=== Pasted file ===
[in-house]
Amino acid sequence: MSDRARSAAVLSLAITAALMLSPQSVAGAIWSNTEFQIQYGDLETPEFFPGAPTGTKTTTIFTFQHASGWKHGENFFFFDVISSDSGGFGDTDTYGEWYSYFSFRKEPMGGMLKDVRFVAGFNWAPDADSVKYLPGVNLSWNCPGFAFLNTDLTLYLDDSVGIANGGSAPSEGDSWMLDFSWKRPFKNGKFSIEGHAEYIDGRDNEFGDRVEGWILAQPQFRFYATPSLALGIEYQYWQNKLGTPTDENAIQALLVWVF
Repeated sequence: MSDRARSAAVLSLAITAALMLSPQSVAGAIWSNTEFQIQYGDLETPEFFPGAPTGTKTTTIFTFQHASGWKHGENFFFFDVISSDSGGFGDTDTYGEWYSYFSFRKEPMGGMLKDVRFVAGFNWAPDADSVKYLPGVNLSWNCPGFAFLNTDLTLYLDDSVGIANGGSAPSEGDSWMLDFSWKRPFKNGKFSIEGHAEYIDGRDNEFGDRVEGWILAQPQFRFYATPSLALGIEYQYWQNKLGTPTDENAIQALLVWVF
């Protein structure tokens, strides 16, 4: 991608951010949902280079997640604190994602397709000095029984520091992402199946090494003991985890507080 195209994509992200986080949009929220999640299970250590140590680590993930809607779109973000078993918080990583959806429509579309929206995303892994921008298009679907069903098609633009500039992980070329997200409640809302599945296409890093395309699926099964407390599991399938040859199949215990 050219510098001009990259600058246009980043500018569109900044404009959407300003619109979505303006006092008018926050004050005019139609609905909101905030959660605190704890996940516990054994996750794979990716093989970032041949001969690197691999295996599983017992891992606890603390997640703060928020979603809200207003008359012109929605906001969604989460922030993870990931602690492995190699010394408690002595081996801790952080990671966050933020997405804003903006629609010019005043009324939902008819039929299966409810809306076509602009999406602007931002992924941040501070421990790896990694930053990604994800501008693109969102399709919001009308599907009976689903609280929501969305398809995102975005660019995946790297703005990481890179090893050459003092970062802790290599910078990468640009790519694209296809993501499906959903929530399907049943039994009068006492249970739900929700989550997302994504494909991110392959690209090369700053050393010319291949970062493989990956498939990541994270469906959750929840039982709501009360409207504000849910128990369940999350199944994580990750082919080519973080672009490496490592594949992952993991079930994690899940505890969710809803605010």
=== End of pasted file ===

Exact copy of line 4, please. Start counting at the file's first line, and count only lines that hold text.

């Protein structure tokens, strides 16, 4: 991608951010949902280079997640604190994602397709000095029984520091992402199946090494003991985890507080 195209994509992200986080949009929220999640299970250590140590680590993930809607779109973000078993918080990583959806429509579309929206995303892994921008298009679907069903098609633009500039992980070329997200409640809302599945296409890093395309699926099964407390599991399938040859199949215990 050219510098001009990259600058246009980043500018569109900044404009959407300003619109979505303006006092008018926050004050005019139609609905909101905030959660605190704890996940516990054994996750794979990716093989970032041949001969690197691999295996599983017992891992606890603390997640703060928020979603809200207003008359012109929605906001969604989460922030993870990931602690492995190699010394408690002595081996801790952080990671966050933020997405804003903006629609010019005043009324939902008819039929299966409810809306076509602009999406602007931002992924941040501070421990790896990694930053990604994800501008693109969102399709919001009308599907009976689903609280929501969305398809995102975005660019995946790297703005990481890179090893050459003092970062802790290599910078990468640009790519694209296809993501499906959903929530399907049943039994009068006492249970739900929700989550997302994504494909991110392959690209090369700053050393010319291949970062493989990956498939990541994270469906959750929840039982709501009360409207504000849910128990369940999350199944994580990750082919080519973080672009490496490592594949992952993991079930994690899940505890969710809803605010």